Tackling poverty must be a “major” public health priority, with lives depending on the action taken, MSPs have warned.
In a new report, the Scottish Parliament’s Health, Social Care and Sport Committee has called for the issue to be prioritised at all levels of government.
The committee heard evidence that the Covid-19 pandemic and the cost of living crisis had exacerbated health inequalities in the country.
Among its recommendations, the committee has called for action on education, employment and housing to improve health outcomes.
Safe, secure and affordable housing must be available for all, MSPs state, with concerns raised over vulnerable families being excluded from free childcare provision.
If planning policy is poorly implemented, health inequalities could also be widened, the committee stated.
A majority of MSPs on the committee agreed with a recommendation with the Glasgow Centre of Population Health that, within budget constraints, the UK Government should take action to align benefits and tax credits with inflation.
They also backed a call for the reinstatement of the uplift in Universal Credit, which was introduced during the coronavirus pandemic.
SNP MSP Gillian Martin, the convener of the committee, warned of the impact that the rising cost of living could have on those already experiencing health inequalities.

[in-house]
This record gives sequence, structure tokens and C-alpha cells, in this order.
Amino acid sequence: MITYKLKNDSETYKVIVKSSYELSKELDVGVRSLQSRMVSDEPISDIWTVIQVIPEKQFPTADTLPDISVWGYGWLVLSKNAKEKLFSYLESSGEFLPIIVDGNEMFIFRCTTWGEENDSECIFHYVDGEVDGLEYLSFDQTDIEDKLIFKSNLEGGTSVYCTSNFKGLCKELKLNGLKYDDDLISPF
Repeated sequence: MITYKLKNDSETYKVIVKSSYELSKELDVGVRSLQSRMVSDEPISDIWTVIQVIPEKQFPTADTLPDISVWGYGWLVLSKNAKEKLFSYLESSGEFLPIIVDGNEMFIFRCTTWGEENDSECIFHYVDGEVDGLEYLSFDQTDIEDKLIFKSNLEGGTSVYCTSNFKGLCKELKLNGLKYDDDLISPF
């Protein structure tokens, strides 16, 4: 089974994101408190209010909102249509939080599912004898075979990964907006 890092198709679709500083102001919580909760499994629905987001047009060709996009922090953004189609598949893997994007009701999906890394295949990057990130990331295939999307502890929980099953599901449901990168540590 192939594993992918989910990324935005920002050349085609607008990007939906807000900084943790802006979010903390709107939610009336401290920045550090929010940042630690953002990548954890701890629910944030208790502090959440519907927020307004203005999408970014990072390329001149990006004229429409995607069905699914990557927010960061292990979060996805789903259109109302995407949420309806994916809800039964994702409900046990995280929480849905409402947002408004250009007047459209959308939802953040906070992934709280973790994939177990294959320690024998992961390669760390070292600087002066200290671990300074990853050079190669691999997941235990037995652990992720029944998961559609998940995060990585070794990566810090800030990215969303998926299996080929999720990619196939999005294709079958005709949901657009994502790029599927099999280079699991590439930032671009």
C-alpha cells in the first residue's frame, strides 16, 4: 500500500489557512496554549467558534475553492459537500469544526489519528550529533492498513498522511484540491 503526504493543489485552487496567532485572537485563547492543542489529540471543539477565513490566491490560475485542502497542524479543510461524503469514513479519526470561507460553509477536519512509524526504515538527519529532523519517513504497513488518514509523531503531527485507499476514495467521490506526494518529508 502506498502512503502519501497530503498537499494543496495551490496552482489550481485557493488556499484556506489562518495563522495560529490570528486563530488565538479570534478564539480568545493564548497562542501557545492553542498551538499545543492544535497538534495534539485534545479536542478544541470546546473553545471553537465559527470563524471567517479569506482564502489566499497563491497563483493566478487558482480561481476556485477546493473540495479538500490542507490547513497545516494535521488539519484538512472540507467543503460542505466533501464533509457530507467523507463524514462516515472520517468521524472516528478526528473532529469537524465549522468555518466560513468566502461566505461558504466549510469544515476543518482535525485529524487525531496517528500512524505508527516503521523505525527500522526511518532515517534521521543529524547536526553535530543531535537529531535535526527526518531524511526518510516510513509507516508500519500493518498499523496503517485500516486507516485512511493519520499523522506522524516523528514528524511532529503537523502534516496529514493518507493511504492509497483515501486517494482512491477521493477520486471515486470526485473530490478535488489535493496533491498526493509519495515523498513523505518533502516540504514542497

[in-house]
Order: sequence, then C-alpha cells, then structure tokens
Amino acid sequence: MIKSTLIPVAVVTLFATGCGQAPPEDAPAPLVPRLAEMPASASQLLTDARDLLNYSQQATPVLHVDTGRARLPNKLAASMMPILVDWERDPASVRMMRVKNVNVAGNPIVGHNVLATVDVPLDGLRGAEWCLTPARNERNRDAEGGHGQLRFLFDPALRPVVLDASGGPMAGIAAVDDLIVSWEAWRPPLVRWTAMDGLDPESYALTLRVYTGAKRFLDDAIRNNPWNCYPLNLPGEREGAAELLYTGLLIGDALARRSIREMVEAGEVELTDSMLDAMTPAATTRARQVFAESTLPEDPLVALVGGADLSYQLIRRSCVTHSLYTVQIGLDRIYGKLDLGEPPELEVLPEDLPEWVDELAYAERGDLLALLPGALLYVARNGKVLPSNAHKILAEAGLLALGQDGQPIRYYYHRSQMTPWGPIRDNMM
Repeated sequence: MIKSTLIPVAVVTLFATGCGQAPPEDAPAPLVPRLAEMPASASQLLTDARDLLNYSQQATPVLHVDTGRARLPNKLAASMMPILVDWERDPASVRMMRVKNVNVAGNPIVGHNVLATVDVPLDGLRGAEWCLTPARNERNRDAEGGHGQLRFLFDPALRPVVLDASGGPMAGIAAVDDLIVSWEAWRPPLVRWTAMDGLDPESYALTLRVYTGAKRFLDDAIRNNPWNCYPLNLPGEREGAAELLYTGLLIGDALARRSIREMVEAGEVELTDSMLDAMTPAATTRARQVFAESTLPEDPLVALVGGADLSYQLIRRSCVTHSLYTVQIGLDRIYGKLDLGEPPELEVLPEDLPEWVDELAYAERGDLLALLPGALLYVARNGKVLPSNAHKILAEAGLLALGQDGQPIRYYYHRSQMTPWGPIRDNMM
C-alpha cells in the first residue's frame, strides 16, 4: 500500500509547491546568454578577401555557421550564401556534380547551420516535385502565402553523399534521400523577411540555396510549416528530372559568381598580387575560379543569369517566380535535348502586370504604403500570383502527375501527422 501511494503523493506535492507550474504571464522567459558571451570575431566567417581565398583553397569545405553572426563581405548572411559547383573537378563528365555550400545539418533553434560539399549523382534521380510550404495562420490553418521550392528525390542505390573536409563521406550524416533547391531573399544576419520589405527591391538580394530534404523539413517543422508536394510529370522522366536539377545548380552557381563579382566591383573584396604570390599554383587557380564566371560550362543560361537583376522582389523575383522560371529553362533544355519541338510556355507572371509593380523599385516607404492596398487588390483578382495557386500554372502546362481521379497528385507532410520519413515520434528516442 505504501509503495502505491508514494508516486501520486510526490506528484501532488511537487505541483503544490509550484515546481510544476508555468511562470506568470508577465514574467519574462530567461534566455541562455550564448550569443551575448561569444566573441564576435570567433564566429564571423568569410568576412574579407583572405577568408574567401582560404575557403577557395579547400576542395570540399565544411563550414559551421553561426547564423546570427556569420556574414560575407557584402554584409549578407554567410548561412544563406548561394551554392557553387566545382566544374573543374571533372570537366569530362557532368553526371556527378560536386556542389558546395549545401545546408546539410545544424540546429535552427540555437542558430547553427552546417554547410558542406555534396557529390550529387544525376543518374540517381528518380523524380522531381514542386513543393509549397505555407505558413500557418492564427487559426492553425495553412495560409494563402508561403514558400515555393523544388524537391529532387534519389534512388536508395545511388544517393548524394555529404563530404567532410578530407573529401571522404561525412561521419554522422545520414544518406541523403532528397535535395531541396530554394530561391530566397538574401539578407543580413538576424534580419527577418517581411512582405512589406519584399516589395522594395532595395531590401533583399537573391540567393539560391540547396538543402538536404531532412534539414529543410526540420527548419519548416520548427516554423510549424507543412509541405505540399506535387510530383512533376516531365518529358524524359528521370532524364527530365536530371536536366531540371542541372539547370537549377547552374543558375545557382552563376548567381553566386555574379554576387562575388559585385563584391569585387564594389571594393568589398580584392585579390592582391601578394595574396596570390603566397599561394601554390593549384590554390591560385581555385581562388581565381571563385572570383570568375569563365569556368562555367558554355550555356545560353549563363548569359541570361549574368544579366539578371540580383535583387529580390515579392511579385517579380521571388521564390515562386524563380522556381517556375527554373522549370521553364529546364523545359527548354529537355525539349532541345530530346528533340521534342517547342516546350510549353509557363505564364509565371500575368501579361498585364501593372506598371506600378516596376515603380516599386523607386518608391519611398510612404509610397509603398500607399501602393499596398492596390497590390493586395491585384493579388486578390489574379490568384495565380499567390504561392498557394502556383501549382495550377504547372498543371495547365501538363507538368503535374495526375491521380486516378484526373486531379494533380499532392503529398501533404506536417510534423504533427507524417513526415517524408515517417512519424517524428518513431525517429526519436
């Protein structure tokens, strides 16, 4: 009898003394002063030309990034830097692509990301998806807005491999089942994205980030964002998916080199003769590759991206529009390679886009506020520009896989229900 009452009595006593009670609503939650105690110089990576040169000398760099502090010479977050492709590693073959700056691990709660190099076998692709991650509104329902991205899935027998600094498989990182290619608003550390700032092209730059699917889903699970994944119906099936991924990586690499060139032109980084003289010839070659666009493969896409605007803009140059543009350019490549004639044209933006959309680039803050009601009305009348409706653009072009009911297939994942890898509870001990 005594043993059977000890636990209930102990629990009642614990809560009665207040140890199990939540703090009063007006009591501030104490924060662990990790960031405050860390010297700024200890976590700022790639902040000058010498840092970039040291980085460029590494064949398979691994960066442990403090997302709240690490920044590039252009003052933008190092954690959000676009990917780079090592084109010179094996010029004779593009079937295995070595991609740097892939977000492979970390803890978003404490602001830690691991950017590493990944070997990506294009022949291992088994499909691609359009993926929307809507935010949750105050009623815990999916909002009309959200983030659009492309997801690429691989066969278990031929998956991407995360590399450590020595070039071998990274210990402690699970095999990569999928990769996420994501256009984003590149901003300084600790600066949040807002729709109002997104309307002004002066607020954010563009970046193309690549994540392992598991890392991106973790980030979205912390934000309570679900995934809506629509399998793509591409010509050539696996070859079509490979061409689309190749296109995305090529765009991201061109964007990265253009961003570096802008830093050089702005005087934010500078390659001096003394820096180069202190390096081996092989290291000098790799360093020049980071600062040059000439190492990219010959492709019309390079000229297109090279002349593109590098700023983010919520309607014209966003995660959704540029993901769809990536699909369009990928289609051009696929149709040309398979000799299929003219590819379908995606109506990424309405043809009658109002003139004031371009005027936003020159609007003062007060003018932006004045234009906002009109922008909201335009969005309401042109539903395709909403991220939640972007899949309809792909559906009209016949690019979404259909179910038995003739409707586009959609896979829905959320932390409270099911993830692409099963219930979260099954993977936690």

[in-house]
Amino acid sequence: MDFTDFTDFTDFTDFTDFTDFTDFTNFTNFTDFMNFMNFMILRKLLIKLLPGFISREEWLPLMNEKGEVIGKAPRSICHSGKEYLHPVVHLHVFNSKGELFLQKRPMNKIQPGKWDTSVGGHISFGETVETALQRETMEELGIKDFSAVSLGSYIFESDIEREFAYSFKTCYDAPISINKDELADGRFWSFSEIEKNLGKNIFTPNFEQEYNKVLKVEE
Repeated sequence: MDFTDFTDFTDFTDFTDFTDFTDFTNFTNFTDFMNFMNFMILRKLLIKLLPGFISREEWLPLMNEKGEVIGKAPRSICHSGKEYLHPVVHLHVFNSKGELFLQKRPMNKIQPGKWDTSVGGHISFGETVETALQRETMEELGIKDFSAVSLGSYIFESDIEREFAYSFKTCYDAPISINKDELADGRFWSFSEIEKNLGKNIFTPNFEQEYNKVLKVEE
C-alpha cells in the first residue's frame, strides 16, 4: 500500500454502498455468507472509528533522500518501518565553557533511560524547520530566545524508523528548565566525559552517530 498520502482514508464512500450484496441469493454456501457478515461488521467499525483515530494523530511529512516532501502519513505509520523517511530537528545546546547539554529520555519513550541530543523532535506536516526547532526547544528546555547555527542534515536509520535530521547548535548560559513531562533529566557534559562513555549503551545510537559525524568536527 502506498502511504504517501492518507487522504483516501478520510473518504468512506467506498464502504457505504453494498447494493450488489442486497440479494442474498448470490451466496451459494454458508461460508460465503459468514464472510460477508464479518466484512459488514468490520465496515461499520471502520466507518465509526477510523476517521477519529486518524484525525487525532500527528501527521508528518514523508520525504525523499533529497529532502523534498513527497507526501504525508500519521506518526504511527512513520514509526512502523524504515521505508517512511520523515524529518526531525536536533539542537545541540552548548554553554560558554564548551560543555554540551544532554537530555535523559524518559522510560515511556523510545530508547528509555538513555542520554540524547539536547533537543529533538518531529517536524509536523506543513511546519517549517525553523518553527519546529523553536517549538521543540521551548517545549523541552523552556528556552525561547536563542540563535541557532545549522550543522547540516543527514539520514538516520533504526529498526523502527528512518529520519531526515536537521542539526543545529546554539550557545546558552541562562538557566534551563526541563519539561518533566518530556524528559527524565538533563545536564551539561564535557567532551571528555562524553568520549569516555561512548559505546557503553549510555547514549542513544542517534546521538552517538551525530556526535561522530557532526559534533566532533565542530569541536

“The evidence is clear that health inequalities in Scotland continue to grow, while the pandemic and ongoing cost of living crisis will only exacerbate these inequalities further,” she said.
“A number of witnesses contributing to the inquiry argued that over the past decade, UK Government policies on austerity have also had a negative impact on health inequalities in Scotland.
“We are particularly concerned that the rising cost of living will have a greater negative impact on those groups already experiencing health inequalities, including those living in poverty and those with a disability.”
Martin stated that further public service reform is needed to avoid health inequalities from worsening.
She said: “Government action to date to tackle health inequalities has not been enough in the face of decades-long, major impacts on household incomes.
“We are calling for urgent action across all levels of government to reduce these stark inequalities which have real life and death consequences.
“There is currently no overarching national strategy for tackling health inequalities in Scotland.
“Meanwhile, evidence submitted to our inquiry has revealed multiple instances where the design and delivery of public services may be exacerbating inequalities rather than reducing them.
“We need to deliver further public service reform to ensure this doesn’t continue to happen.”
The convener insisted on the importance of tackling health inequalities on people’s lives.
“The reasons why we have failed to make progress in tackling health inequalities are many and varied,” she said.
“Reducing these will require bold and strategic action across all levels of government and by a range of government departments.
“Tackling health inequalities must be a major public health priority because lives literally depend on it.”